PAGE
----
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What do you want the future of Redbridge to look like?

PUBLISHED: 07:00 27 October 2017 | UPDATED: 14:01 27 October 2017

Redbridge Council chief executive Andy Donald, council leader Cllr Jas Athwal and cabinet member for regeneration Cllr Helen Coomb with the regeneration tote bags. Picture: Catherine Davison

Redbridge Council chief executive Andy Donald, council leader Cllr Jas Athwal and cabinet member for regeneration Cllr Helen Coomb with the regeneration tote bags. Picture: Catherine Davison

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What will the skyline of Redbridge look like in eight years? Could the soon to close Bodgers turn into a trendy cereal cafe?

Business leaders with Cllr Jas Athwal, Cllr Helen Coomb and chief executive Andy Donald (Credit: Andrew Baker)Business leaders with Cllr Jas Athwal, Cllr Helen Coomb and chief executive Andy Donald (Credit: Andrew Baker)

On the cusp of Crossrail, residents are being quizzed by Redbridge Council on how the borough should accommodate future development.

In three far-ranging scenarios, the visions of Redbridge in 2025 consider the effects of a growing population, regeneration and gentrification.

Labelled “Glittering Prizes”, “Brave New Towns” and “Invincible Suburb”, they were devised by the council, Metropolitan Police, Redbridge College, Redbridge CVS and Redbridge Clinical Commissioning Group (CCG).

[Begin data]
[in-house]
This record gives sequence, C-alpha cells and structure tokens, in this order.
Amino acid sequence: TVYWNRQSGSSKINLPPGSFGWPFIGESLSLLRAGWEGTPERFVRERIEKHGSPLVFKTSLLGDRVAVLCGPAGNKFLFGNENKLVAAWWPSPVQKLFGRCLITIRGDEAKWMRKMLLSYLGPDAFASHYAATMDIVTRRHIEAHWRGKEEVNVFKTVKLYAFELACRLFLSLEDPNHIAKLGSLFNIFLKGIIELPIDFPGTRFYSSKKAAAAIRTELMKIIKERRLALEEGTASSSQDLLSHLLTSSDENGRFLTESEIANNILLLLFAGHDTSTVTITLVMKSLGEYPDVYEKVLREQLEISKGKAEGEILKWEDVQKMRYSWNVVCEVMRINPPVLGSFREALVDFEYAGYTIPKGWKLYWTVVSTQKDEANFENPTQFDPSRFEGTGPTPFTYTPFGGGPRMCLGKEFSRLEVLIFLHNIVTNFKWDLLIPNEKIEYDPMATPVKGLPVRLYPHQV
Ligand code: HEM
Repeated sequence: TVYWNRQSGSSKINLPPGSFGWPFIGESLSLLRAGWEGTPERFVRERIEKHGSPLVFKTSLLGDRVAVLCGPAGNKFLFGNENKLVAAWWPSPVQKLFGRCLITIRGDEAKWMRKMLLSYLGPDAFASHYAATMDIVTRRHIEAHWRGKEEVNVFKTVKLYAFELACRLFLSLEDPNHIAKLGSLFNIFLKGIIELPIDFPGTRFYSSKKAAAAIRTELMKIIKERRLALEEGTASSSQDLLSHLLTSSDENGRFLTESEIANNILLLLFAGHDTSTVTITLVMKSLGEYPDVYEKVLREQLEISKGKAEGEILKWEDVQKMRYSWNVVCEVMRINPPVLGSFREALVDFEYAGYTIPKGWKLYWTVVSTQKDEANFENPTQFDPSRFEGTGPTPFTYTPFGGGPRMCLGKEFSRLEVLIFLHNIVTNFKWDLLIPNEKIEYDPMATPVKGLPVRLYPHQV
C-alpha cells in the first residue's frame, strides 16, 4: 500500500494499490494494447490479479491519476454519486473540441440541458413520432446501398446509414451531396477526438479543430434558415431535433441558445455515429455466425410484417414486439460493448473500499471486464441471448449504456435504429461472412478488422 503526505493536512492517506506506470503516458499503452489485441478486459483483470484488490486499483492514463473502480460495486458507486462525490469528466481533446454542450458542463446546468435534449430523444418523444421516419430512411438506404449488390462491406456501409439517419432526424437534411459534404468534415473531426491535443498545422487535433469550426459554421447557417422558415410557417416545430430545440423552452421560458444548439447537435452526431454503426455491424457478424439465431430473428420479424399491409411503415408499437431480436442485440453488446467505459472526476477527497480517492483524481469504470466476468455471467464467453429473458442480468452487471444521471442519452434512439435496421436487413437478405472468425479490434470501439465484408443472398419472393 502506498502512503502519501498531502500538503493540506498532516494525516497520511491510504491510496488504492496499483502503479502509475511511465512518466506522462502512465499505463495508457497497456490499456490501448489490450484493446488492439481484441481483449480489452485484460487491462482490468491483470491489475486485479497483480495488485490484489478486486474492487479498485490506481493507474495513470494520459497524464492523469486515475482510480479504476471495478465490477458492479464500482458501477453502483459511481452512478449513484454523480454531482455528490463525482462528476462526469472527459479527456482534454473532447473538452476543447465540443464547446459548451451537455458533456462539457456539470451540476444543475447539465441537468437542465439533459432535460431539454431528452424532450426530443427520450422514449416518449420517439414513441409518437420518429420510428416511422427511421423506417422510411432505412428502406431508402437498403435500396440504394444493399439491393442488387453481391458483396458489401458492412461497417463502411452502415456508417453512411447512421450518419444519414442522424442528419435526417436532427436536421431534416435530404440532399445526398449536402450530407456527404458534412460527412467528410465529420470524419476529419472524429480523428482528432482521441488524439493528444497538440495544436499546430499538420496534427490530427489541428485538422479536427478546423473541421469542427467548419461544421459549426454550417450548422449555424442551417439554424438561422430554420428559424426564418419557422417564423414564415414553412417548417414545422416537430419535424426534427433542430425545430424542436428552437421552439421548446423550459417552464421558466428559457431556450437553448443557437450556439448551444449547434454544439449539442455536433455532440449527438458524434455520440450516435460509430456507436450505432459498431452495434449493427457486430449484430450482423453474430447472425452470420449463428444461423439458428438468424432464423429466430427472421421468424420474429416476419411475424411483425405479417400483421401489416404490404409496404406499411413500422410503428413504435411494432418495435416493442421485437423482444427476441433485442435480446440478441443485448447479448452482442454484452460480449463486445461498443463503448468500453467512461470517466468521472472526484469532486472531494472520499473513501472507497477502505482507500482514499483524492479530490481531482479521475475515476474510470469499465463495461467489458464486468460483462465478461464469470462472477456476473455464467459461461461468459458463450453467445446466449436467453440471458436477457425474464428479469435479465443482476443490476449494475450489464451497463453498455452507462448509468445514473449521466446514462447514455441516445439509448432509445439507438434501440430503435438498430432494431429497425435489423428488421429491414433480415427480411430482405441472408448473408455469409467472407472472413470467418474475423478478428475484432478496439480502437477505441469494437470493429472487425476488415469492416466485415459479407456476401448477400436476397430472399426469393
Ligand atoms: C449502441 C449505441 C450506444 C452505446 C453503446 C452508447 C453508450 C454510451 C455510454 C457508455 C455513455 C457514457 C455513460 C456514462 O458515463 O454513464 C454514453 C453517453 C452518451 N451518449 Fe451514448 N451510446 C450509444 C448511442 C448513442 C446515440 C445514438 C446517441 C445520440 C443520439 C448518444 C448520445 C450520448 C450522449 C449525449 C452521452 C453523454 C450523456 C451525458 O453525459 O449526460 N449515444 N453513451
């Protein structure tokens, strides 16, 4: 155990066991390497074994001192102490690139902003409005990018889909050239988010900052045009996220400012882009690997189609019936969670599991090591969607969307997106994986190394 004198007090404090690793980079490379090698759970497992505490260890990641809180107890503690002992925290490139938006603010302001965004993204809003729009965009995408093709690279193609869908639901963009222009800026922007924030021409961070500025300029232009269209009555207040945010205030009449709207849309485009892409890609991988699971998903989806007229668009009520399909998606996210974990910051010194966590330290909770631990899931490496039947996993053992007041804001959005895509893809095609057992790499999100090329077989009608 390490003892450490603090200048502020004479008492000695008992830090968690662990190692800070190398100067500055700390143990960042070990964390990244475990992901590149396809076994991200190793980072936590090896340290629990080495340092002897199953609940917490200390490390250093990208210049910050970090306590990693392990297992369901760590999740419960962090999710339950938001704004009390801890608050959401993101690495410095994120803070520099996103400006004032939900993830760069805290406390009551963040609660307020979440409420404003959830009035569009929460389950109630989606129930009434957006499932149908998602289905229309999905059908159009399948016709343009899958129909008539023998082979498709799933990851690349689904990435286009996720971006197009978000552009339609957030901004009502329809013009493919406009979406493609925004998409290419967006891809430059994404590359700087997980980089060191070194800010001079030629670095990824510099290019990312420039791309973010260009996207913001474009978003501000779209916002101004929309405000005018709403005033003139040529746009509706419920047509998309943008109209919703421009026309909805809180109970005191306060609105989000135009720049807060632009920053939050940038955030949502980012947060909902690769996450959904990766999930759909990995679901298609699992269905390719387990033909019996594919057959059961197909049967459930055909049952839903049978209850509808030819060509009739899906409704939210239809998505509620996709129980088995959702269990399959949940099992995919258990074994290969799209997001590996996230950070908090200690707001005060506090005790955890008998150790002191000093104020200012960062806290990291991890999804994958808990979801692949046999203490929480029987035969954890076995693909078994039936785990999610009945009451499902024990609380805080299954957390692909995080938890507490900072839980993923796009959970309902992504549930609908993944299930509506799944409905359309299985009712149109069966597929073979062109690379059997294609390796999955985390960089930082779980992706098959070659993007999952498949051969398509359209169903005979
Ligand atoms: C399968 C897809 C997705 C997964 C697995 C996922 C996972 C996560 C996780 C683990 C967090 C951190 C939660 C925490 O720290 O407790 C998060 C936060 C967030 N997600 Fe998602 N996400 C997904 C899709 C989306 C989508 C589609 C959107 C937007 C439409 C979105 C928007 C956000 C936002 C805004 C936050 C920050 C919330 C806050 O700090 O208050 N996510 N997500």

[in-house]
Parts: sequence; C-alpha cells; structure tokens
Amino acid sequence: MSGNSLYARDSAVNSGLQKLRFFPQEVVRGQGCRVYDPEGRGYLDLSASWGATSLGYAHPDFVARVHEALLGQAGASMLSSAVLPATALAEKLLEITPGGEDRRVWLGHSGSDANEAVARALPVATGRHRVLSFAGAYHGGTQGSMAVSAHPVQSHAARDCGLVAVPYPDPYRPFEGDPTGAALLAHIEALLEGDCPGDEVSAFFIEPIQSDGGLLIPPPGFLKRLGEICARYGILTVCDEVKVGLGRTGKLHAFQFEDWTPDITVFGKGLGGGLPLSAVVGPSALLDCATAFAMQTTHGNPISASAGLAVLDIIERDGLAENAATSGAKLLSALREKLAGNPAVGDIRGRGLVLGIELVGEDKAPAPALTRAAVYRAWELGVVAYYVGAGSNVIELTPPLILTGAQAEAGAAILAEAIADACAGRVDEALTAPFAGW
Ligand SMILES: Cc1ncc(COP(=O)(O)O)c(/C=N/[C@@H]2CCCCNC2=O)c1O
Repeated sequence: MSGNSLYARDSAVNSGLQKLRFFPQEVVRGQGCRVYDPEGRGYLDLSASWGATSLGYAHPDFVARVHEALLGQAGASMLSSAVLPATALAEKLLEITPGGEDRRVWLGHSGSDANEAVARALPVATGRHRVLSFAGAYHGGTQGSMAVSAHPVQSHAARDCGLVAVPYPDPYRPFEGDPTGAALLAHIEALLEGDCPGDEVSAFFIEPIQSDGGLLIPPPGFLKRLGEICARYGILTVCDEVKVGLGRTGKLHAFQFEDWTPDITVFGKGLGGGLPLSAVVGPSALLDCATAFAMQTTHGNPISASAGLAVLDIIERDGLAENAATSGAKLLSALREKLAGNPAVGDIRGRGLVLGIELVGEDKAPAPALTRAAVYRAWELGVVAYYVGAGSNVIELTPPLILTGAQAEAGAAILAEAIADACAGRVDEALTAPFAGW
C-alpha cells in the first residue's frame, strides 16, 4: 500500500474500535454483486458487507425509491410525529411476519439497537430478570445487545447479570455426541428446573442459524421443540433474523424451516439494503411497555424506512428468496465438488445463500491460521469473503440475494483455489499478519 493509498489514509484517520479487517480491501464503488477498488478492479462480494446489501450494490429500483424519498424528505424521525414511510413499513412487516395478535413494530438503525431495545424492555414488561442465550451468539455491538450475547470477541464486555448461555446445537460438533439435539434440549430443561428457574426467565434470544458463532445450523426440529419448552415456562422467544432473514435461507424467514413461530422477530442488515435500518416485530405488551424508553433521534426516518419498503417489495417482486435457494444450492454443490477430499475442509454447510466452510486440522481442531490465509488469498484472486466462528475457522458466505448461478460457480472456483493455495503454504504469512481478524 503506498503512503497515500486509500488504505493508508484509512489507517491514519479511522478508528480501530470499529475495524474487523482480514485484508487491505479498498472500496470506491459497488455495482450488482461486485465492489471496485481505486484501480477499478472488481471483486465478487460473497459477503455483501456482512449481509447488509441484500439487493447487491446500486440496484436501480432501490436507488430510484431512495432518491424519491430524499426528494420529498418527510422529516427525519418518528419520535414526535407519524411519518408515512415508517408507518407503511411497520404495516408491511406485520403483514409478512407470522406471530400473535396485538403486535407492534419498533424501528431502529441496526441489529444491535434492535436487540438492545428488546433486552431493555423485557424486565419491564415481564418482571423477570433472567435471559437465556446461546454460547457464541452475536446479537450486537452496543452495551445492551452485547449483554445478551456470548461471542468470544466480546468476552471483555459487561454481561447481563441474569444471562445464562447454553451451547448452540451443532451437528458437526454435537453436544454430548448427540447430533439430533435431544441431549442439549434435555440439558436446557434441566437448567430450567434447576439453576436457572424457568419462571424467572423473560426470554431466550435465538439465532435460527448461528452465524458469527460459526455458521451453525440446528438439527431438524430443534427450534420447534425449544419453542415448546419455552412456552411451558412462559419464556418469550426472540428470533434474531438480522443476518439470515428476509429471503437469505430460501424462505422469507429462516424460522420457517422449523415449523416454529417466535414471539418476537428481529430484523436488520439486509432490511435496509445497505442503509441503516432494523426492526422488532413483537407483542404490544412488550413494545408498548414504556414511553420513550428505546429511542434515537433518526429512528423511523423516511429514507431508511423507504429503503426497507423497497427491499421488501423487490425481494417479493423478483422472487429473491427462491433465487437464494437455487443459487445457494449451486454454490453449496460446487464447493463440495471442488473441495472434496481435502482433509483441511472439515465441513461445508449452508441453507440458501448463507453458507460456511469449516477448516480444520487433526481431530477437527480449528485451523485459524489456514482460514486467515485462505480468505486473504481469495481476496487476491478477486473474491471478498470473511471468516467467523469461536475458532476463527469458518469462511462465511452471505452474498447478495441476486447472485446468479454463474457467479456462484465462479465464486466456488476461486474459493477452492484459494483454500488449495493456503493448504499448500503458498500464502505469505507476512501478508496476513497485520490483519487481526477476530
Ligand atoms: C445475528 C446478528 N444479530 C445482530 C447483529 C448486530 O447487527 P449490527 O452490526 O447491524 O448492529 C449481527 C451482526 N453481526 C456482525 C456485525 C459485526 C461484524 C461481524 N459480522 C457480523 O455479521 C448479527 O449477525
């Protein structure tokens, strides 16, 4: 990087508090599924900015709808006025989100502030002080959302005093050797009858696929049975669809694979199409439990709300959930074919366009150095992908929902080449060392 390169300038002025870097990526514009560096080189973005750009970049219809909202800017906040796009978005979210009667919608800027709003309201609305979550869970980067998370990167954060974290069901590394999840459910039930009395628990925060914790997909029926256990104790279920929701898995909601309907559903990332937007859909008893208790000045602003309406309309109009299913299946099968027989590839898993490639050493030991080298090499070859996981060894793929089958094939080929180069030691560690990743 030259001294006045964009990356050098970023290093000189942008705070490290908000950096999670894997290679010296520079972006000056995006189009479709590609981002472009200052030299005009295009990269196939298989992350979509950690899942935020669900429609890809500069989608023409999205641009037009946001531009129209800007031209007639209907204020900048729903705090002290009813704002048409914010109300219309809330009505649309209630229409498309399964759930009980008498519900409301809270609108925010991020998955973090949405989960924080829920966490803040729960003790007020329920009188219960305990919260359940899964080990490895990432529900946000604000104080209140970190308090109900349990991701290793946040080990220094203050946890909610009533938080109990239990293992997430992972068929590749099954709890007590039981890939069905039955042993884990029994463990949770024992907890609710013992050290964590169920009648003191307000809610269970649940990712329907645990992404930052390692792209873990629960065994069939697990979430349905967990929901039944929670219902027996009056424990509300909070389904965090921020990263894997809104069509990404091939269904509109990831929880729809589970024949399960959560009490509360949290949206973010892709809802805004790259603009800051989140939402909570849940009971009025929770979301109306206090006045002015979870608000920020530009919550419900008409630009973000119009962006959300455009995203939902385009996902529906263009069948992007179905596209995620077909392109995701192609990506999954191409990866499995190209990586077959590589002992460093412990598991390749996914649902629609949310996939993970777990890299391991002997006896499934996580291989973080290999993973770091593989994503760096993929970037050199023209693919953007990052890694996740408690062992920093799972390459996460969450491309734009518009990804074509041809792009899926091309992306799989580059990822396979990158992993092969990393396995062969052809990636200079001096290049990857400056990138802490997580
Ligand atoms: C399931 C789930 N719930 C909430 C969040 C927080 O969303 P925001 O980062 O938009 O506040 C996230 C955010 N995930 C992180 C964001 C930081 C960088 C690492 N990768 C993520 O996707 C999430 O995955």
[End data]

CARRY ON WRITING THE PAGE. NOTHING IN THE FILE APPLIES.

“It’s very unlikely that we will live in some sort of utopia in ten years,” said Simon Parker, corporate director of strategy for council.

Could this be turned into a cereal cafe?Could this be turned into a cereal cafe?

“There will be upsides and downsides. We all know that Redbridge is on the fringe of change - how do we handle it?”

In “Glittering Prizes”, Ilford is “up-and-coming” and “new bars and restaurants are opening all the time.”

A branch of Whole Foods, a high-end organic grocery store, has opened and among the new customers are university students from the new east London Imperial College’s campus.

But house prices have rocketed, leaving the vulnerable behind and more and more residents are living in temporary accommodation outside London.

And in “Brave New Towns”, Seven Kings was on the front cover of Time Out, “heralded as the new Stoke Newington for its eclectic array of multicultural businesses, its nightlife and its diverse local communitities.”

But there are inevitable housing problems and the borough’s public services face immense pressure.

Meanwhile, “Invincible Suburb” grapples with the problem that every Redbridge resident has discussed more than once - is the borough more London-centric or does it really belong in Essex?

“Every borough has been on this journey,” adds Mr Parker.

“We can go for growth, we can gentrify.

“But how do we get as much as possible of it right?”

Residents can answer the quiz online and read more about the scenarios here.


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